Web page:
If you are a Java developer, you probably heard of Kotlin: a language that conquered a lot of territory in a short amount of time. By now we can say: Kotlin is here to stay. It looks like it will be the JVM language №2 and on Android, it became for many of us the language of choice.
But not everyone is excited. If you are a long time Java developer, you might be worried about all of this.
Some people say that developers should learn a new language every two years, that we should spend our spare time to code on hobby projects!
I never really did this, and I know a lot of developers don’t do either.
To be honest, there are many reasons why you should look outside of your own programming world. Learning a new language helps you to become better in your main language.
As of its large universe, Java made it very simple to stay in a comfort zone and there was so much to experience on Android too.
And then Kotlin happened
As mentioned a lot of developers love Kotlin! Others are hesitating. And the first often don’t understand the second group. Didn't Kotlin make development fun again?
The hesitation might have various reasons. Like that there is no good reason to move to Kotlin in your project.
And this might actually be true.
But other times it hides fear!
What could a developer be afraid of, you might ask?
- being afraid that now someone new, with less experience is all of the sudden “smarter” than them?
- or that you lose control of a project in a language you knew by heart?
Losing our comfort zone scares us! I’ve seen this happen to many developers. And it can happen to any of us! It does not matter if you are a junior, probably constantly afraid of not knowing everything anyway or a very experienced one, maybe even the team lead who fears the loss of control.
Let me tell you a story.
A long time ago…
When I got my first development job after university in 2001, I quickly moved to Java. For quite some time I wrote J2SE “apps” running on Windows, Linux MacOS and OS/2. Very soon, I turned towards embedded (CDC) and especially mobile (CLDC, J2ME).
Certifications were a thing back then for developers. So I did my Java Certified Programmer, and as I was on mobile, became a certified Blackberry developer. A great time to be a developer! So I thought.
Nothing lasts forever
At some point, it became clear that Blackberry, like Nokia, was losing the fight with the new opponents Apple and especially Google’s Android.
I realized my developer certificate would soon not be worth the paper it was printed on. Was I afraid? Of course, I totally was! I thought I would need to start again! Learn a new platform!? That was scary!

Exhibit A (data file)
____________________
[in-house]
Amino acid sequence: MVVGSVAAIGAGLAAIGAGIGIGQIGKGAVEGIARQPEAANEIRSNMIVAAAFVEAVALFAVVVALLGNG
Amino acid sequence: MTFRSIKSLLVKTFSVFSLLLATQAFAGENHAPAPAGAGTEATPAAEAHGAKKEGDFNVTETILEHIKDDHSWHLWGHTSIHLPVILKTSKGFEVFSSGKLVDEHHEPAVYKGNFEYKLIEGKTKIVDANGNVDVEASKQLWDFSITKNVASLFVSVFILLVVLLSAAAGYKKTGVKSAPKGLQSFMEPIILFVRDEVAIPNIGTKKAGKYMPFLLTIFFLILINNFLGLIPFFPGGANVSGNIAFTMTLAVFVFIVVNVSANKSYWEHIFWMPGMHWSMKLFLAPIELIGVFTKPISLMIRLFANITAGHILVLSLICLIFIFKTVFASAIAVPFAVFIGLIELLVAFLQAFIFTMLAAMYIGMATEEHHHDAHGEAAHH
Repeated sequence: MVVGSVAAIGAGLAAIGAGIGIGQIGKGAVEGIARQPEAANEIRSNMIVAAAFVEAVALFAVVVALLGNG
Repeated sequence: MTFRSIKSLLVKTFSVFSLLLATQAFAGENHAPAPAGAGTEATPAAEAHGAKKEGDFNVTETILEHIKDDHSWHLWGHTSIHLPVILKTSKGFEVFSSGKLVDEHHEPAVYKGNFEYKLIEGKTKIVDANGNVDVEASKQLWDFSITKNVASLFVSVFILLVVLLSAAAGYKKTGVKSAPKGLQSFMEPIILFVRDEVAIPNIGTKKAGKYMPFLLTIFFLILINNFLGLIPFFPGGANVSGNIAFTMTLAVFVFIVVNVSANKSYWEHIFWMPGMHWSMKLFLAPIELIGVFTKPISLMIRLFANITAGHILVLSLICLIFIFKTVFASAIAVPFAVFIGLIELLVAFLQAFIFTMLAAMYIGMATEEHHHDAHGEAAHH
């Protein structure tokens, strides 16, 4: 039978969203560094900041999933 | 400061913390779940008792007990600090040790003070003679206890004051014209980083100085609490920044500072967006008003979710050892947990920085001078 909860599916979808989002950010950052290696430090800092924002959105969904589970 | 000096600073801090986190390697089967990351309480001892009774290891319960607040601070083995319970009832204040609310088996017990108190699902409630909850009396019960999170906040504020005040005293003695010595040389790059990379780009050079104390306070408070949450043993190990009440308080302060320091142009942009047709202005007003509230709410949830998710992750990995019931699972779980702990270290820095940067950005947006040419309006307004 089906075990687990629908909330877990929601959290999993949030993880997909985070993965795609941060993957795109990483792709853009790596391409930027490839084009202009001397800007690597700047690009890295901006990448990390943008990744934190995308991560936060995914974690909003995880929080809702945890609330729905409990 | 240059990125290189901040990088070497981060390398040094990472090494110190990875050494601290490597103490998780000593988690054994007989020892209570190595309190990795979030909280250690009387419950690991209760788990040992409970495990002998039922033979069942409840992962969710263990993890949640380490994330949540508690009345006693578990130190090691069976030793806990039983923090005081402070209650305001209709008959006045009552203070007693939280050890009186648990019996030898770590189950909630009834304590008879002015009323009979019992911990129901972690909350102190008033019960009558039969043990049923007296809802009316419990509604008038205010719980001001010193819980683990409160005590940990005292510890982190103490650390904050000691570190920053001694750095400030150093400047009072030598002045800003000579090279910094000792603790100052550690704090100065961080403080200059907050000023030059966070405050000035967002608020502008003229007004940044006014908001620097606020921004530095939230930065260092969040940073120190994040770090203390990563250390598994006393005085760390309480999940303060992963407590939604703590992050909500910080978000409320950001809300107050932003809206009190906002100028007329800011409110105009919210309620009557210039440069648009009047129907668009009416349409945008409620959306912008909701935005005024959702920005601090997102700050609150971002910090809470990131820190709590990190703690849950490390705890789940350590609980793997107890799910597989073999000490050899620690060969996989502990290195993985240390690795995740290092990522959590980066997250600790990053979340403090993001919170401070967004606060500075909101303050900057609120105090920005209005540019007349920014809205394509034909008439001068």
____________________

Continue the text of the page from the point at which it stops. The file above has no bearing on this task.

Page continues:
Back to Kotlin, please
I think many developers feel similar about Kotlin.
But I truly believe none of us should fight Kotlin. In the end, it would lead to colleagues leaving. Over time those will be harder and harder to replace on a “legacy” Java codebase. In the long term, you might ruin the whole project as of this.
So what else can you do?
Change your field? Abandon Android and go to Backend? Java is the new Cobol! You will find a job in Java for decades! So there are ways to stay in your comfort zone. But if you, like me, love Mobile: let’s stay, together!
Isn’t Kotlin just another one of these changes why we actually love Android? Only this time it’s a new programming language.
The good news is: everything you know is still valid!
All those JVM details you know? Valid! The new developers won’t have these insights!
But it’s more than this. You’ve seen so many things. It does not matter what language those were written in! This is valuable knowledge for every new project! You are needed more than ever! Otherwise, the new team members will repeat mistakes we could have helped to avoid.
Pair up with them! Learn from them as they will from you.
You might still not learn a new language every other year and that is fine but Kotlin now is your chance to learn one! Let’s use it!
Back to the future
When I was thrown out of my comfort zone, it was, looking back, one of the best things that ever happened to me in my life! Android opened new possibilities for me, and I became part of a new community that I still think is the best I can wish for.
In 2016 I moved to Kotlin. I want to believe my previous experiences made me more open for this move.
Lately, I had to touch some Groovy code. I missed my Kotlin but it got me curious to look into even more things. I heard Clojure is a thing. I definitely left my comfort zone a long time ago.
Come and join me!